As long as your body and mind are in this room, the I cannot be found on that base, but it exists in this room. But the only reason for saying that it exists in this room and is not at home right now is that the association of your body and mind are in this room. That’s the only reason. Even though you cannot find the I on them. The minute your body and mind leave the room, so does the I; it is no longer present in this room. So, what is that I? It is nothing other than what has been merely imputed by the mind because of the existence of the base, the association of body and mind.
By analyzing your I in this way, you can come to see that it is totally something else, completely different from what you’ve always thought it was, from beginningless rebirths up to the present. All this time your mind has merely been labeling I on the association of body and mind, and that is how it exists. But every time your mind has merely labeled I, it doesn’t appear back to you as if it’s been merely labeled. That’s the problem. If the I did always appear to you as merely labeled by the mind, it would be impossible for you to generate anger, jealousy, grasping, attachment and all the other painful emotional minds. If you were able to perceive the I as merely labeled by the mind there would be no base upon which delusions could arise. Then you wouldn’t create motivating karma, suffering or samsara itself.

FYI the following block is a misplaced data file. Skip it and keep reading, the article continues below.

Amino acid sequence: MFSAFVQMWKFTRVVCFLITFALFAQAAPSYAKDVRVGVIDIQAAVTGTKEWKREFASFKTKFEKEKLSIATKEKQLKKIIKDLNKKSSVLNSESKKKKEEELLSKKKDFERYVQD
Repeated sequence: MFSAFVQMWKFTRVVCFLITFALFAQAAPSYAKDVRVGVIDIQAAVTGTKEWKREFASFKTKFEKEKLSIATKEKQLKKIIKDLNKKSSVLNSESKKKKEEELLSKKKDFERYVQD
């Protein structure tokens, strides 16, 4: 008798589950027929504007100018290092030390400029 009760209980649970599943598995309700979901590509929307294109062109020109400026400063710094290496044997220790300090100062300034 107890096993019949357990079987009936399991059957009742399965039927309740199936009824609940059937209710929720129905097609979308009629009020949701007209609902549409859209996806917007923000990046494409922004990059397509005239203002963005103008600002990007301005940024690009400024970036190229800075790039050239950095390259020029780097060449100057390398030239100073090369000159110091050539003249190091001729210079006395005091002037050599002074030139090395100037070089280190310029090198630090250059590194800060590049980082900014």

What happens is that after your mind merely labels I, when it appears back to you it does not appear as if it has been merely labeled by the mind. It appears back in completely the opposite way, as if it has not been merely labeled by the mind. That is the hallucination.
Therefore, the reality of the I that is merely labeled by the mind is that it is totally empty. It exists, but it is totally empty. It exists, but it is totally empty of existing from its own side. While it is empty of existing from its own side, the I exists. How? In mere name. When you realize this, you have gained an unmistaken realization of emptiness. On the single object, I, you are able to unify dependent arising and emptiness. The I itself is both empty yet existent. It exists, but it is empty. When you realize these two, without division, you have gained an unmistaken realization of emptiness. If, in what you think is a realization of emptiness, you cannot unify these two or find a contradiction with existence, then your so-called realization of emptiness is wrong. When it comes to this point and you cannot define how the I exists, you cannot see the existence of the I, that means your realization of emptiness is not the actual realization of emptiness but just ordinary emptiness.
When you analyze, the I becomes extremely subtle—so subtle that even though it is not non-existent, it is as if it were non-existent. It is not non-existent, but it seems to be non-existent. It appears not to exist; it becomes an unbelievably subtle phenomenon. The line of demarcation between the existence and the non-existence of the I is extremely fine, extremely subtle. So fine that what is existent appears to be almost non-existent. What it is, however, is merely labeled by the mind.